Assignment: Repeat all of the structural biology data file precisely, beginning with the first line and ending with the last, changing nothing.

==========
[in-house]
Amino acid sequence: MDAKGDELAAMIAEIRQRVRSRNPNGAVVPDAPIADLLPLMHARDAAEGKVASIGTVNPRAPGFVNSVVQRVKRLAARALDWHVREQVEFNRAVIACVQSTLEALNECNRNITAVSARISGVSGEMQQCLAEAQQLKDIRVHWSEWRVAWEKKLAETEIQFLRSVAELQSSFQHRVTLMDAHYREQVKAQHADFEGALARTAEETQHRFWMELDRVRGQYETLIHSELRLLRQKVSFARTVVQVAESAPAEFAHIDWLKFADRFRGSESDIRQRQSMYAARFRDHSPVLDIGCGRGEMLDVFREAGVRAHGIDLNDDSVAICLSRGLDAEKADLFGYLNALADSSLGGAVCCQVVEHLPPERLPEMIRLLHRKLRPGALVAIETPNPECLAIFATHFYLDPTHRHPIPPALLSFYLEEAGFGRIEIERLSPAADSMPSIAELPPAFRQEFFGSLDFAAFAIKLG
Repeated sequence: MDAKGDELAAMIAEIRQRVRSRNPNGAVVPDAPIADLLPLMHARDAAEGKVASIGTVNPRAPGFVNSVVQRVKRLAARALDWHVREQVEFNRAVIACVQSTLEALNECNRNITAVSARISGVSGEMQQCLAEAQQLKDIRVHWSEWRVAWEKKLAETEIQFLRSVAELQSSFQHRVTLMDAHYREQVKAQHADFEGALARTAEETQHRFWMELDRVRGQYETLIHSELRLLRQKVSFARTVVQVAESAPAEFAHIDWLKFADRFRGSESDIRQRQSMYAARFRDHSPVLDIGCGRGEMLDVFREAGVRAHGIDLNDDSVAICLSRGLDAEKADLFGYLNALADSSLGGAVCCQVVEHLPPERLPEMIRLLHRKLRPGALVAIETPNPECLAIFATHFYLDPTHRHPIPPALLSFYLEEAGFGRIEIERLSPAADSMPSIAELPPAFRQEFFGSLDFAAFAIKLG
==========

[in-house]
Amino acid sequence: MDAKGDELAAMIAEIRQRVRSRNPNGAVVPDAPIADLLPLMHARDAAEGKVASIGTVNPRAPGFVNSVVQRVKRLAARALDWHVREQVEFNRAVIACVQSTLEALNECNRNITAVSARISGVSGEMQQCLAEAQQLKDIRVHWSEWRVAWEKKLAETEIQFLRSVAELQSSFQHRVTLMDAHYREQVKAQHADFEGALARTAEETQHRFWMELDRVRGQYETLIHSELRLLRQKVSFARTVVQVAESAPAEFAHIDWLKFADRFRGSESDIRQRQSMYAARFRDHSPVLDIGCGRGEMLDVFREAGVRAHGIDLNDDSVAICLSRGLDAEKADLFGYLNALADSSLGGAVCCQVVEHLPPERLPEMIRLLHRKLRPGALVAIETPNPECLAIFATHFYLDPTHRHPIPPALLSFYLEEAGFGRIEIERLSPAADSMPSIAELPPAFRQEFFGSLDFAAFAIKLG
Repeated sequence: MDAKGDELAAMIAEIRQRVRSRNPNGAVVPDAPIADLLPLMHARDAAEGKVASIGTVNPRAPGFVNSVVQRVKRLAARALDWHVREQVEFNRAVIACVQSTLEALNECNRNITAVSARISGVSGEMQQCLAEAQQLKDIRVHWSEWRVAWEKKLAETEIQFLRSVAELQSSFQHRVTLMDAHYREQVKAQHADFEGALARTAEETQHRFWMELDRVRGQYETLIHSELRLLRQKVSFARTVVQVAESAPAEFAHIDWLKFADRFRGSESDIRQRQSMYAARFRDHSPVLDIGCGRGEMLDVFREAGVRAHGIDLNDDSVAICLSRGLDAEKADLFGYLNALADSSLGGAVCCQVVEHLPPERLPEMIRLLHRKLRPGALVAIETPNPECLAIFATHFYLDPTHRHPIPPALLSFYLEEAGFGRIEIERLSPAADSMPSIAELPPAFRQEFFGSLDFAAFAIKLG